We didn’t wear helmets at the time but then there was no chance of falling under a car…I and my buddies fell many times while showing off along back roads but we only got minor bruises.

    Most Japanese don’t wear helmets while riding bikes but then they ride on (wide) sidewalks (I saw once cops giving the what for to teens for riding on the sidewalk while ignoring adults doing the same…) or in residential streets so narrow that cars are slow.
    Many Japanese also ride bikes in the roofed over pedestrian shopping streets that are so common in Japan, flagrantly ignoring the NO BIKES signs…

    Some bike accidents have strange results..
    One of my grandma once “stole” the bike of a young man she fancied and rode away, with him madly running behind to catch her..she took the wrong road, barelled down a steep hill and ended up in a heap INSIDE the church at the bottom of said hill. (until 25 years ago country churches in Europe used to keep their doors open..now they are locked and alarmed to deter thieves)
    When her mother found out that the young man had ripped his shirt to shreds to bandage the poor girl leg (he had seen her legs! she had seen his chest! -this was around 1912) she called his family to arrange a marriage… grandma never rode a bike again..

    Red frog

    September 21, 2009 at 9:13 am

  19. I didn’t see this mentioned, but in Canada, we have a medical system that covers all of our injuries, even if you are a poor sucker with little money.

    It costs money to fix heads. It costs HUNDREDS of thousands of dollars to heal, or raise a person with a mental disability that was caused by them bashing their head on the ground. If that can be prevented by wearing a $30 dollar helmet, then medicare will take gains to eliminate that risk, especially when the only problem with wearing a helmet is that you won’t have the wind blowing through your hair.

    As for people thinking that “wearing a helmet makes people think cycling is dangerous”, I think that argument is ludicrous, and simply derived to help forward the anti-helmet people.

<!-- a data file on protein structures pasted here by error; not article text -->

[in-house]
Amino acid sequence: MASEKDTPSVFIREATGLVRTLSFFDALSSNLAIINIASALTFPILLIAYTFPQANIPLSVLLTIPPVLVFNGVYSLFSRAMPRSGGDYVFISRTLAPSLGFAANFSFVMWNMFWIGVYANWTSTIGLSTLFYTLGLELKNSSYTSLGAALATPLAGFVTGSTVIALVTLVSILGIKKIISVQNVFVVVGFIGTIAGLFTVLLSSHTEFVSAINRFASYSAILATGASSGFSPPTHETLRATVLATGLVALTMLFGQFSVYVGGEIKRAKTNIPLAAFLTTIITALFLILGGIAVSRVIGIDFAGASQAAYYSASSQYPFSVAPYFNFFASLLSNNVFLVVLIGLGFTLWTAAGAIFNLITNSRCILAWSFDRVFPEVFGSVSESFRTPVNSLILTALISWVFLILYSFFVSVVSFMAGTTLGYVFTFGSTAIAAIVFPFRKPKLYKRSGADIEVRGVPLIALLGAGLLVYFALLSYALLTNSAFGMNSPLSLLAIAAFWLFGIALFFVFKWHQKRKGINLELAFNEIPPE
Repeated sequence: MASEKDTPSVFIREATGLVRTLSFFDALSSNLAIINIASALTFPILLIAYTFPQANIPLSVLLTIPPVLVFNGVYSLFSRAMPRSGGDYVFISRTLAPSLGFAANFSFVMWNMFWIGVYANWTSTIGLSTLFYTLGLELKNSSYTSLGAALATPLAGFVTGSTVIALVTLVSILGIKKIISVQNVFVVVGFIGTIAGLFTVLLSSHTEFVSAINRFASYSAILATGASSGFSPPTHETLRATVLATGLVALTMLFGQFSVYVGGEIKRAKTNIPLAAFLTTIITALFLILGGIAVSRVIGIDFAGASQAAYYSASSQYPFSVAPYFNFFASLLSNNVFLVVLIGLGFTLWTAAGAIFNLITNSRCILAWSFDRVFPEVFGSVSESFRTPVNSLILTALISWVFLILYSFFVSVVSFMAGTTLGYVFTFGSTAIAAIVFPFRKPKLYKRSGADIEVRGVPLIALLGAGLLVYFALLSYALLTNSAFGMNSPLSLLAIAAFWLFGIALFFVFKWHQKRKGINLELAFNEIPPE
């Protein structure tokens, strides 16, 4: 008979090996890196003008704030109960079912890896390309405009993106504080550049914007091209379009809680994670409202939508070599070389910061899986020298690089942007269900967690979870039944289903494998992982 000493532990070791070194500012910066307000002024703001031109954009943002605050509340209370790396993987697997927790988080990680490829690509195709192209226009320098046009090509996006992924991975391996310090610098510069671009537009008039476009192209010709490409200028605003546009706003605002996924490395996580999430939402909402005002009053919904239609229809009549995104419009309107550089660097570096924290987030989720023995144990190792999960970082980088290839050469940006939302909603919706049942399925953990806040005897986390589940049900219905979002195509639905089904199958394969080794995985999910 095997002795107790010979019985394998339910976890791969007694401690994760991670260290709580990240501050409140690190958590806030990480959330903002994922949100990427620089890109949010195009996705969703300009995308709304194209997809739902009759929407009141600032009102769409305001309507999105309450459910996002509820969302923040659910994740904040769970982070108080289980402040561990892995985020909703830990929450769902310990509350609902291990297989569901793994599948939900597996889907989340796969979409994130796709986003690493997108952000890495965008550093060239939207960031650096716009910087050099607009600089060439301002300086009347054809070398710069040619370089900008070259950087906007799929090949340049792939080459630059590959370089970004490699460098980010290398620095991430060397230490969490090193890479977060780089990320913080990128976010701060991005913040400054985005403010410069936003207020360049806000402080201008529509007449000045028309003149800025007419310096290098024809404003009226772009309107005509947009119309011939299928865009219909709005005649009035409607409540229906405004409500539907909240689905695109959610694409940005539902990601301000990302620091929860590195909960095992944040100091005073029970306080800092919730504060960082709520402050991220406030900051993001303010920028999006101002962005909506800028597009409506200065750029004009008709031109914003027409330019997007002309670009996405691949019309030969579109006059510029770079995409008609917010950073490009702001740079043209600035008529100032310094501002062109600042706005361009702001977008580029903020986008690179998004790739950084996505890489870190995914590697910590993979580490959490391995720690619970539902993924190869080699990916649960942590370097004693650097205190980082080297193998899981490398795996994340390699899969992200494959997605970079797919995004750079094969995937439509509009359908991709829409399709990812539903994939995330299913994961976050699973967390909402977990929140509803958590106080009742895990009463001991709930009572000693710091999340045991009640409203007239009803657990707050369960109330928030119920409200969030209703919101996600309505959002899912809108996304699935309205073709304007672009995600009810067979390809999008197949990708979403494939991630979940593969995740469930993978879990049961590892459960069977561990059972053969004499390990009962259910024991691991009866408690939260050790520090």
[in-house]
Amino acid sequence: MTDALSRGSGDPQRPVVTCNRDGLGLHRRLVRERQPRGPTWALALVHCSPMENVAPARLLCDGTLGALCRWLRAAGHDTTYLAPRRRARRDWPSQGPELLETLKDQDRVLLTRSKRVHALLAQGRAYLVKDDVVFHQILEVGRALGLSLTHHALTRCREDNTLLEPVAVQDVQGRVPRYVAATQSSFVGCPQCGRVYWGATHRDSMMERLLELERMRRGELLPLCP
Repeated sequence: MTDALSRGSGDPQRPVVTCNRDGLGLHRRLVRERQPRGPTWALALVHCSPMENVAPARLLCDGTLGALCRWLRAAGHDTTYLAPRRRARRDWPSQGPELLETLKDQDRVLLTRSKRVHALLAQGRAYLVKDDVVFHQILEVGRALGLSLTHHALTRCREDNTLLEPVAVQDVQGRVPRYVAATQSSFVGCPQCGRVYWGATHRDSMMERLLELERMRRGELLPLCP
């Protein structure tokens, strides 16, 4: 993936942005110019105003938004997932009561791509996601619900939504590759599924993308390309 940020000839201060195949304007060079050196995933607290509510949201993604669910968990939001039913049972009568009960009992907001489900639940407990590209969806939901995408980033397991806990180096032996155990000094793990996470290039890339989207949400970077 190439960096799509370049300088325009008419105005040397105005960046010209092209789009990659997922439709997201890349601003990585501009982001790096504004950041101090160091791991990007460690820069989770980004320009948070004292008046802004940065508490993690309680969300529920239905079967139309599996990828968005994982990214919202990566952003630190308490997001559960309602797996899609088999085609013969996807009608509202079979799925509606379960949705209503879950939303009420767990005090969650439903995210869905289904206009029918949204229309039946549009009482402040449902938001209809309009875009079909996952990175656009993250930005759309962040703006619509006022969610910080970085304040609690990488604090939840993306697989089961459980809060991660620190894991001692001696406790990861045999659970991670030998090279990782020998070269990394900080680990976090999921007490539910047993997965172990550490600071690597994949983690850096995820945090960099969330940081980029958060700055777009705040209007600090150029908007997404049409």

Is driving dangerous? Yes. but we have air bags and crumple points and seat belts to help hold us in place. Doesn’t stop anyone from driving. No one thinks driving is “dangerous”, because we have these safety mechanisms in place. If we all drove around in cars that were essentially dune buggies with out the top frame, we wouldn’t feel so comfortable. Using a helmet brings some security when riding a bike.

    Bill T

    September 24, 2009 at 10:32 am

  20. You may think the argument “ludicrous” but simple comparison shows that people in North America (where helmets are mandated) are much less likely to cycle for transportation (as opposed to recreation) than in Europe. To some extent that is also reflected in better traffic management and separate bike facilities. It is also clear that insisting on bike helmets and enforcement of helmet laws is a diversion from useful activities – like better traffic management and separate bike facilities. It is the old tactic of “blame the victim”.

    “No one thinks driving is “dangerous”” – but that does not mean they are right! Automobile use is one of the leading causes of death and injury – yet gets much less attention as it seems to be accepted. And it is other road users who face the greatest risk – not the driver. It was the guy sitting at the bus stop who died, not the road racers.

    And, by the way, our medical system only covers the cost of treatment when in hospital. “Poor suckers with little money” and injuries which persist for years have to pick up the tab for their medications. ICBC has become expert at keeping down the cost of settlements to those injured in collisions

    Stephen Rees

    September 24, 2009 at 10:54 am

  21. I just came back from a visit to Taiwan where there is lots of freeway construction while, at the same time, a lot of construction for cycling infrastructure. The government is heavily promoting cycling to the local population and seeing a growing uptake. It is also hoping to attract tourism with their new bicycle routes. What I found noteworthy is that highways have marked bicycle lanes, although I never saw any curb separation. Given the driving culture there (road lines are for indication only), however, I wonder how many fatalities there are from vehicle collisions? I also saw a lot of helmet use, but don’t know if this is mandated by law in any way.